Short Relief: Presidential election isn't over until it's over

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Every day, the press is full of news stories and opinion pieces about how despicable is Donald Trump, what an embarrassment the campaign is for the Republican nomination, and how the Republican party is in disarray and destined for ignominious humiliation in the November general election.

This past Sunday, The New York Times reported Trump would be the most unpopular general election candidate since World War II.

While Trump has come close to beating Democratic front-runner Hillary Clinton in the Real Clear Politics general election poll average twice, the first time on Dec. 6, 2015, and the second time on Feb. 1, he has never beaten her in that poll average, and her lead over him has been increasing since March 1. The current spread is 10.6 percentage points. Trump didn’t help himself in recent interviews with Chris Matthews and Maureen Dowd.

Ted Cruz beat Clinton between Jan. 7 and March 19, but has been loosing to her since then. My personal preference, John Kasich, has been beating Clinton since Feb. 11, but he has only won 143 GOP delegates to Cruz’s 463 and Trump’s 736.

Meanwhile, on the other side of the aisle, an outsider is causing trouble, too. Bernie Sanders has vowed to stay in the race until the end, and he is driving Clinton to the left when she would like to be pivoting to the middle.

After the recent contests in Alaska, Hawaii, and Washington, Clinton had won 20 contests and Sanders 15. Sanders had 975 earned delegates to Clinton’s 1,243. Clinton had 469 superdelegates to Sanders’ 29, giving her an overall lead of 1,712 delegates to 1,004.

The Democratic Party delegate selection rules say that all voters who wish to participate as Democrats may do so. They prohibit any fee or test for party membership. They provide that meetings be open to all members. They prohibit discrimination, and adopt affirmative action and inclusion programs.

The rules require 2,383 of a total 4,763 delegates to win the nomination. Of those, about 4,046 are earned delegates apportioned amongst the states in relation to their historical Democratic vote, and pledged to particular candidates pursuant to primaries and caucuses; 719 of the 4,763 are unpledged superdelegates, who are free to decide whom to support on their own.

These superdelegates are party elites such as former Democratic presidents and vice presidents, current Democratic governors, members of Congress, and 435 members of the Democratic National Committee. To date, they have overwhelmingly supported Clinton.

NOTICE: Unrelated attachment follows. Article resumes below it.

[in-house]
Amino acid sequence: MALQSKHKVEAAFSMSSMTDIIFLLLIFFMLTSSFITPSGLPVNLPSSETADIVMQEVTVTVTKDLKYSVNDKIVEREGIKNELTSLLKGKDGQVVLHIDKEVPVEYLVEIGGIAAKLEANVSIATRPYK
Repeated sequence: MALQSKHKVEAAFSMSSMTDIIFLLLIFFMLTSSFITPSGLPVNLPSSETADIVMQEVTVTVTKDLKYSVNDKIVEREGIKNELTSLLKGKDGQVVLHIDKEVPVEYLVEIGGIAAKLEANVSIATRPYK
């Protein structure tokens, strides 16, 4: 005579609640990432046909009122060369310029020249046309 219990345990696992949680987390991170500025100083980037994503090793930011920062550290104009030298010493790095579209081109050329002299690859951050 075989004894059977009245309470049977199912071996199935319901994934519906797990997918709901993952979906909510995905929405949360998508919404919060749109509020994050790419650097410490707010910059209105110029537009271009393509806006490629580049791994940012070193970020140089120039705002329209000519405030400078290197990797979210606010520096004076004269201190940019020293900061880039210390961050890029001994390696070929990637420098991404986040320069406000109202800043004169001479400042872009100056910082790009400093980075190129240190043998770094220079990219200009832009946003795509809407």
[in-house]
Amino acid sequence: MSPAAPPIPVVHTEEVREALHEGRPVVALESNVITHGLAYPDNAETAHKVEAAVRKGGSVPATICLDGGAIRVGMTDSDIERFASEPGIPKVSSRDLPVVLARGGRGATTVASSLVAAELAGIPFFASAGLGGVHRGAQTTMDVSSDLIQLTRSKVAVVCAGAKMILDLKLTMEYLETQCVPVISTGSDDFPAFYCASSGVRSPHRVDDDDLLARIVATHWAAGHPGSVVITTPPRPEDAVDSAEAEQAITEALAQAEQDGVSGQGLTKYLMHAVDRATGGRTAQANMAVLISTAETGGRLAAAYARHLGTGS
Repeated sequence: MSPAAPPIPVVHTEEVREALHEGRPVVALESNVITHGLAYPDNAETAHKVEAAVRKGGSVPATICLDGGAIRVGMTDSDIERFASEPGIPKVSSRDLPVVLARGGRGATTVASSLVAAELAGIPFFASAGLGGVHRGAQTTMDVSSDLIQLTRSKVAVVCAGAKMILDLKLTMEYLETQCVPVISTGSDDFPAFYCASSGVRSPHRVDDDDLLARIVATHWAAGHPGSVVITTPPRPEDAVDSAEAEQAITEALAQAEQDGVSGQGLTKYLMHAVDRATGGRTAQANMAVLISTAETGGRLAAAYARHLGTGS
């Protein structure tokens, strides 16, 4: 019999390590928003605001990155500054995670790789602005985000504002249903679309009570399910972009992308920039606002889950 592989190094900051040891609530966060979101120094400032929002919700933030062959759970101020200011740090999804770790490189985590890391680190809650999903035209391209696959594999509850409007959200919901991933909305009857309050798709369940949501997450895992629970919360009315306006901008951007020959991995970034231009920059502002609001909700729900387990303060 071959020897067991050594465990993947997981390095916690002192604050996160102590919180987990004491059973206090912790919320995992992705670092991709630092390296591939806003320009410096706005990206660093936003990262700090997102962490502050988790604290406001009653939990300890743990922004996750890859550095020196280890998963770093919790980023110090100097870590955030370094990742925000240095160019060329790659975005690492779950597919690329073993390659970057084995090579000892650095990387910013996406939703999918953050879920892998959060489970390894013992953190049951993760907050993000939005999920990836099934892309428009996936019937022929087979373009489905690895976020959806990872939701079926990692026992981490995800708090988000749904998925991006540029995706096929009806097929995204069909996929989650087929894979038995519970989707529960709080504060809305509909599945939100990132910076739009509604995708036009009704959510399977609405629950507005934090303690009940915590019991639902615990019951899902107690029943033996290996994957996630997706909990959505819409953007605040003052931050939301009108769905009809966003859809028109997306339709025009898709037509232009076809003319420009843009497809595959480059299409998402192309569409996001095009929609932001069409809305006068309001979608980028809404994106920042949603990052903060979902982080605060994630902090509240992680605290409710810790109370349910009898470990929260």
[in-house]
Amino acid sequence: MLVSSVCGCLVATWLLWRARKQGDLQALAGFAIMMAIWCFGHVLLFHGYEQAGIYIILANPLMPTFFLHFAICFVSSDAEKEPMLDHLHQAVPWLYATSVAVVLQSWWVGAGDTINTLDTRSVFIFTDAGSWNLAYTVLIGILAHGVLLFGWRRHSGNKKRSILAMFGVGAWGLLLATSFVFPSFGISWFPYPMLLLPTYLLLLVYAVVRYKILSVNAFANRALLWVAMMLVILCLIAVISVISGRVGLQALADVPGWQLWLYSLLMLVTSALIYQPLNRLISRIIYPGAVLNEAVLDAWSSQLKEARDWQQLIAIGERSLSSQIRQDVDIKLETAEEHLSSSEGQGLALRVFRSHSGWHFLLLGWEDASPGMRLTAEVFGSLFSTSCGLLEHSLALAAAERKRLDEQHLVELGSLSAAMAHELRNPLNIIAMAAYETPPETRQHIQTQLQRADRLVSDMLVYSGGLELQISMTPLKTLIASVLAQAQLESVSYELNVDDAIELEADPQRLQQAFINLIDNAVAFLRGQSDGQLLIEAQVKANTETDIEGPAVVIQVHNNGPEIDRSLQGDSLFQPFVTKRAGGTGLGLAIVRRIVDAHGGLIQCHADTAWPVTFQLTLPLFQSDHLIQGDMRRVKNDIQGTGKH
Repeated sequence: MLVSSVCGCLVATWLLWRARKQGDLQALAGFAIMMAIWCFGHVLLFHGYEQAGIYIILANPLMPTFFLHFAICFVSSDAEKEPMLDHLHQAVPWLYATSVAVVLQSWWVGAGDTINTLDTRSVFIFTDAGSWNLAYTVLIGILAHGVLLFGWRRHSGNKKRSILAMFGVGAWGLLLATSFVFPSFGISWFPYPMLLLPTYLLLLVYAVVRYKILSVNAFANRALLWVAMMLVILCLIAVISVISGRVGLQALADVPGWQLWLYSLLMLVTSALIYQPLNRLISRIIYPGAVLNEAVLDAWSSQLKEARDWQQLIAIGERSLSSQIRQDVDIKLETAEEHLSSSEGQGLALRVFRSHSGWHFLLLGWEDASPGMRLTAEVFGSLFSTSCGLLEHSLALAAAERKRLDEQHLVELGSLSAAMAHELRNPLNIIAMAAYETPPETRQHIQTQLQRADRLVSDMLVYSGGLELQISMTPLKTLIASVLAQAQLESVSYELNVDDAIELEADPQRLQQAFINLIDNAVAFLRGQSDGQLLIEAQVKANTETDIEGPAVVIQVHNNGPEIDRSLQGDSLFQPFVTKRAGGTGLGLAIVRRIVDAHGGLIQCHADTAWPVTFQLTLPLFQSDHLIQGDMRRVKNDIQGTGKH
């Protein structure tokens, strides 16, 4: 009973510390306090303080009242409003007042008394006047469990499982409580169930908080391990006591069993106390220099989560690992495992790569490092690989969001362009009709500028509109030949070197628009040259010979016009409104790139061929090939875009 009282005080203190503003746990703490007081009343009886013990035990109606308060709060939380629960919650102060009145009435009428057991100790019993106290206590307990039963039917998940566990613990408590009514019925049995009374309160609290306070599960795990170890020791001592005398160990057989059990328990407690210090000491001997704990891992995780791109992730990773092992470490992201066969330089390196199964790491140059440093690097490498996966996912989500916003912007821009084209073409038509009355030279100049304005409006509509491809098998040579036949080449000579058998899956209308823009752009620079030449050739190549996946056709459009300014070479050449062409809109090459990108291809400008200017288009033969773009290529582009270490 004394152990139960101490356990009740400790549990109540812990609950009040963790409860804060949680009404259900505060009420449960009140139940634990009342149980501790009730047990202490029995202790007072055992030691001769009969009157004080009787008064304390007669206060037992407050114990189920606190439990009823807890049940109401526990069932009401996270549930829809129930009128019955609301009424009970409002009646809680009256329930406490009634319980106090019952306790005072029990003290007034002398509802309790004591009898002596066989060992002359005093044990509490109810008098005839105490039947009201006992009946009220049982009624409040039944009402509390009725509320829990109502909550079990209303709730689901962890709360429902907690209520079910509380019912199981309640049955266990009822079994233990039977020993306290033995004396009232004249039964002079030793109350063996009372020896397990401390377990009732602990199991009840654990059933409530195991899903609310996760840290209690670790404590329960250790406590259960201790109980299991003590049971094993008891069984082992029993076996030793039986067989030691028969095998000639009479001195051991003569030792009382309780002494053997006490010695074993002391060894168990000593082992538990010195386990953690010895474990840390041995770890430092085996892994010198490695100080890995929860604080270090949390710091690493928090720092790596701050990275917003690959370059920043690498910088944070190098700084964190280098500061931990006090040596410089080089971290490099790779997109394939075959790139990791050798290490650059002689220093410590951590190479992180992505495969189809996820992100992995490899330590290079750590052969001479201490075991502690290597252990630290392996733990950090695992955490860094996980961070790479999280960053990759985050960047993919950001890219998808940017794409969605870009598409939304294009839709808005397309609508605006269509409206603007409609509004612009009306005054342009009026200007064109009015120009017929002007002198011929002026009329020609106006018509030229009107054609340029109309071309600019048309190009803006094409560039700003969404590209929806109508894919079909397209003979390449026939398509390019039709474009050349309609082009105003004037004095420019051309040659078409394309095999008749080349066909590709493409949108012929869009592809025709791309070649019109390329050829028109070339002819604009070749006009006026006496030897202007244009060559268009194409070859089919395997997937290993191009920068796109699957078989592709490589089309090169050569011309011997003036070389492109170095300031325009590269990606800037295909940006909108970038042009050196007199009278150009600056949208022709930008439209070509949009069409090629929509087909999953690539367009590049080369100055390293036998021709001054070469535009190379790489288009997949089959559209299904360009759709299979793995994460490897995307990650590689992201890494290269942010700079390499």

That doesn’t sit well with Sanders’ supporters. If superdelegates were committed consistent with earned delegates, the delegate count would be more like Clinton 1,527, Sanders 1,188.

So far, the Democratic campaign has been relatively civil and dignified. That’s because Sanders has focused on the issue of income inequality. He has largely refrained from attacking Clinton where she is most vulnerable, such as her involvement in the Obama Administration’s disastrous foreign policy, and her anti-democratic use of a private email system to conduct official government business.

But there are signs that civility is fraying. Clinton’s surrogates have been taking shots at Sanders. Perhaps the most laughable were the columnists who criticized Sanders for being disrespectful and interrupting Clinton. The way I saw the Democratic debates, Clinton interrupted more than anyone, and dragged out her answers to monopolize time and force others to stop her.

Feeling stung by Sanders’s accusations that she is bought by, and beholden to, big Wall Street money, Clinton snapped at a Greenpeace activist that Sanders is lying about her. The bottom line is that there is a remarkable amount of antipathy toward Clinton within her party, as exemplified by Susan Sarandon’s criticisms of Clinton as a failure and a coward.

Sanders has youth and enthusiasm on his side. Last month, he raised a record $44 million. His chances of securing the nomination depend on Clinton’s appeal waning now that the campaign has turned to the north and west, and on those superdelegates feeling pressure to rethink their position.

The Democrats have been ignoring these problems. If Republicans can get our party in order, we might be able to pull out a win in November.

Halsey Frank is a Portland resident, attorney and former chairman of the Republican City Committee.

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